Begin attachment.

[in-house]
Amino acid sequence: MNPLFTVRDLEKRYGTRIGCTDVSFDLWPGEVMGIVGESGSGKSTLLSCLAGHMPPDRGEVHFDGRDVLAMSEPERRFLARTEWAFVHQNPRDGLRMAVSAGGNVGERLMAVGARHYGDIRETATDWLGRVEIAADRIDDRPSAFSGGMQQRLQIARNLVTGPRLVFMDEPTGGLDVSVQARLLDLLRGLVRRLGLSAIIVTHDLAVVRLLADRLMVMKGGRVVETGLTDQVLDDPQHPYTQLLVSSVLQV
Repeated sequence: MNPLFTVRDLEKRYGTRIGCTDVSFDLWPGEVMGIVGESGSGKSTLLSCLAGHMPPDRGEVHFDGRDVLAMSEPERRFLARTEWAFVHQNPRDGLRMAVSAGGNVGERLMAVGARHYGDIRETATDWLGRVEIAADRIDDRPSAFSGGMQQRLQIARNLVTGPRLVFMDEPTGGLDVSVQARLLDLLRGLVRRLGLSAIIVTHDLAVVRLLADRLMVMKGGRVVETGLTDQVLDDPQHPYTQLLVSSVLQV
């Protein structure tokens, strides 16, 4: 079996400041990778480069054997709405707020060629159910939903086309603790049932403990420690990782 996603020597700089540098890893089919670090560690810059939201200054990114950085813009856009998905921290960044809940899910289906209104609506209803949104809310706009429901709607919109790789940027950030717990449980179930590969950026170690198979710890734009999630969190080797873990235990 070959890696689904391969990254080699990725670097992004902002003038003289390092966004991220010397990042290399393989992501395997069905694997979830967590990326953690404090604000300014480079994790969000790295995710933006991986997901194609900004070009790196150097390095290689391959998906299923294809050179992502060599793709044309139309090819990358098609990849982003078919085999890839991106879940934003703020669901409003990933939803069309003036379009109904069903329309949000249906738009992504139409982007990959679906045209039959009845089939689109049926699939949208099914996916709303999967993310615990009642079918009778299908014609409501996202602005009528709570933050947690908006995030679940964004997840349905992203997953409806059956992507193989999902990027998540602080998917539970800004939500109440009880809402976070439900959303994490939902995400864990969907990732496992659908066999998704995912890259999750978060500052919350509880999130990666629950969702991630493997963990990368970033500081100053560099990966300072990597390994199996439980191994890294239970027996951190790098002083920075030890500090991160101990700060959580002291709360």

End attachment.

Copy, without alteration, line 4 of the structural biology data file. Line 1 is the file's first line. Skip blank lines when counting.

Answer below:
């Protein structure tokens, strides 16, 4: 079996400041990778480069054997709405707020060629159910939903086309603790049932403990420690990782 996603020597700089540098890893089919670090560690810059939201200054990114950085813009856009998905921290960044809940899910289906209104609506209803949104809310706009429901709607919109790789940027950030717990449980179930590969950026170690198979710890734009999630969190080797873990235990 070959890696689904391969990254080699990725670097992004902002003038003289390092966004991220010397990042290399393989992501395997069905694997979830967590990326953690404090604000300014480079994790969000790295995710933006991986997901194609900004070009790196150097390095290689391959998906299923294809050179992502060599793709044309139309090819990358098609990849982003078919085999890839991106879940934003703020669901409003990933939803069309003036379009109904069903329309949000249906738009992504139409982007990959679906045209039959009845089939689109049926699939949208099914996916709303999967993310615990009642079918009778299908014609409501996202602005009528709570933050947690908006995030679940964004997840349905992203997953409806059956992507193989999902990027998540602080998917539970800004939500109440009880809402976070439900959303994490939902995400864990969907990732496992659908066999998704995912890259999750978060500052919350509880999130990666629950969702991630493997963990990368970033500081100053560099990966300072990597390994199996439980191994890294239970027996951190790098002083920075030890500090991160101990700060959580002291709360």